Teenage journalism prodigy rallies her peers to stand up to censorship

An auditorium full of people sitting in black chairs seen from behind. At the front is a woman speaking at a podium
Hilde Lysiak delivers her keynote speech to a crowded room of student journalists.

In a keynote speech before the Spring 2022 National High School Journalism Convention, veteran journalist Hilde Lysiak criticized the censorship of journalists worldwide and urged student journalists to resist that censorship in their lives and careers. And she knows what she’s talking about. Despite her years of experience and famed career, Lysiak is also a 15 year old high school student. 

Student journalists like Lysiak play an important role bringing truth to light in many communities across the country where the student news outlet is the main source of news. Throughout the convention, SPLC heard from student journalists across the country about times they’ve been censored from telling stories about everything from sexual assaults on campus, gender queer students and their chosen pronouns and names, and corruption in their school administration. In some cases, the students were able to fight back and tell their truth. But not always. 

Lysiak first rose to fame as a nine year old when she founded the Orange Street News, a local newspaper in Selinsgrove Pennsylvania, that now serves Patagonia, Arizona. She would go to small businesses and stop people on the street to ask questions in the hopes of catching a story. Her tactic paid off and led Lysiak to her first big story after she overheard police officers discussing a gruesome murder that took place right on her street. She rushed over to the scene, asked questions, and left her business card with police and neighbors. She quickly published the story in her newspaper, hours before any major news outlet. 

At first she received backlash for her work from people suggesting she should be playing with dolls instead of pursuing her passion for journalism. 

My colleague Hillary Davis (SPLC’s Advocacy and Organizing Director) pointed out that “Young journalists — student or independent — are regularly told that they are too immature to delve into important issues. Yet at the same time – sometimes in the same breath – adults will lament that young journalists only want to write about gossip and frivolity, or that they fail to understand and grapple with important issues.”

Lysiak responded to her critics with a video that went viral, was featured on multiple news outlets, and landed her interviews on programs like “Good Morning America.” Her career blossomed from there. She continued to run Orange Street News, and has become an author and subject of a television series on Apple TV. She is currently the youngest member of the Society of Professional Journalists.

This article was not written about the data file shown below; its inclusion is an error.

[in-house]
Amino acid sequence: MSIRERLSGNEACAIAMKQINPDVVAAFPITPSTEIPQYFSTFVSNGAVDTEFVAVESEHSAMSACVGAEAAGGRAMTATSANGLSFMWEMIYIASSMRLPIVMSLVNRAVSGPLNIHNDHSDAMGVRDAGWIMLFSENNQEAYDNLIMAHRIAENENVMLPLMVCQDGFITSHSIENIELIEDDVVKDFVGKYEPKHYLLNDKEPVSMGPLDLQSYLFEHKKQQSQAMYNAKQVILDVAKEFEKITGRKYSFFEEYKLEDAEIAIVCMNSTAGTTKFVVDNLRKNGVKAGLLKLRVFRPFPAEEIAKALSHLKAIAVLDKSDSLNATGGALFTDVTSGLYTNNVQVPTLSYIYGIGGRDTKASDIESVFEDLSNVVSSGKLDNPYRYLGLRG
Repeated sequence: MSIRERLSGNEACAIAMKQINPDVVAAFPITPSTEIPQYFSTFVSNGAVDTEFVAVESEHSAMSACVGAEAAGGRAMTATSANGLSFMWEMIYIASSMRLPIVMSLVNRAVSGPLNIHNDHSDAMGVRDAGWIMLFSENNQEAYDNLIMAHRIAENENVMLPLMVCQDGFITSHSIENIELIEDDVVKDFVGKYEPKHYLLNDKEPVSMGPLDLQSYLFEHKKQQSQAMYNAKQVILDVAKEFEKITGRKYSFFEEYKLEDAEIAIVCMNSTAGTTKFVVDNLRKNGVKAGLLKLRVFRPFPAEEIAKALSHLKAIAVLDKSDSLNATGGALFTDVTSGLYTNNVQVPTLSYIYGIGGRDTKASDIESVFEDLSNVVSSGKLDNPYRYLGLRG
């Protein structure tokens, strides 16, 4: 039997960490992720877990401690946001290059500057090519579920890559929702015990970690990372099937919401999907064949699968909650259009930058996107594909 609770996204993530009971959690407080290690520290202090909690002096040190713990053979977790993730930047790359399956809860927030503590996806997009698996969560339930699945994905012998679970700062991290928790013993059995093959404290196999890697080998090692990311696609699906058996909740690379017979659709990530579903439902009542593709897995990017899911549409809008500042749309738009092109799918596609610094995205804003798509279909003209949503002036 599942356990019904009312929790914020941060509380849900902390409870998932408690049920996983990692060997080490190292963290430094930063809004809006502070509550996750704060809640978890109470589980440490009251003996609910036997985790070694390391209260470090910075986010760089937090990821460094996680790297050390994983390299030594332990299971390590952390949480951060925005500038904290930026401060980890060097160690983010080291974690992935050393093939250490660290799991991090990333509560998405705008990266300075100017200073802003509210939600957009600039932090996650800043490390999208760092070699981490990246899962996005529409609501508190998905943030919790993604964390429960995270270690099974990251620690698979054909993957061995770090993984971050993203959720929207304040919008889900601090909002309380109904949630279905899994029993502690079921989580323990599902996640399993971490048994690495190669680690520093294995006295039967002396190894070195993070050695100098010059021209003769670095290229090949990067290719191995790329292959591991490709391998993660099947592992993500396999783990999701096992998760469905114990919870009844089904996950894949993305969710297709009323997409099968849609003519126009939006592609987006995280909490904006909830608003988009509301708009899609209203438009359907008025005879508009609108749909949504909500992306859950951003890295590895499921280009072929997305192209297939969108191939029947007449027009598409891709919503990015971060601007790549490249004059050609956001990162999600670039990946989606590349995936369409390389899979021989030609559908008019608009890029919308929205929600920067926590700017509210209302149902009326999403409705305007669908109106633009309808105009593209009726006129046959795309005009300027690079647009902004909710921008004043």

Later in her career, after moving to Arizona, Lysiak was threatened with arrest by a border patrol officer while writing a story on the proposed border wall. The officer falsely claimed Lysiak could be arrested for recording the officer. Thankfully, Lysiak knew her rights and stood up against the officer. The officer later apologized publicly to Lysiak after being disciplined for the threat. 

The Student Press Law Center hears stories like this too often. Student journalists are told they can’t record, can’t take photos, can’t be in a public space, or can’t run a story, even if they are well within their rights. But just like Lysiak, you don’t have to accept it. You can learn more about access issues with these guides or contact the SPLC Legal Hotline for help.

In her speech, Lysiak stressed the important work journalists do in questioning commonly held beliefs, and holding those in power accountable. She started off by reading some jarring quotes regarding race and sex that were once commonly held beliefs like “teaching black kids to read is dangerous,” or “women in the workplace destroys the family structure.” Many in the audience raised eyebrows as Lysiak read these once widely accepted ideas. She delivered her point with gravitas; that journalists must question what is considered “normal” in order to uncover the truth. 

Lysiak continued stressing that today, worldwide press freedom is under threat and journalists are being imprisoned and killed for seeking the truth.

Across the United States, state legislatures are passing bills to censor students from discussing topics like race, gender, sexual identity, and other so-called “divisive concepts.” Lysiak emphasized that information is power, and that “every time information is censored, truth is lost.” 

If you’re a student journalist or adviser being impacted by one of these bills or a school or district policy, contact SPLC’s Legal Hotline. Our attorneys can help you understand your rights and walk you through how to push back against censorship. Just looking for a place to vent? Call the brand new Advisor Vent Space to share what you’ve been dealing with as a journalism adviser. 

Standing up for yourself, and the truth, isn’t always easy. Lysiak shows that it’s possible regardless of age. Near the end of her keynote, one student asked nervously if Lysiak believes journalists need “natural confidence.” She said no, she used to be a very shy child, and it took her lots of time and work to build up the confidence to stand up to critics and police officers. If you’re ready to take a stand, SPLC is here to support you.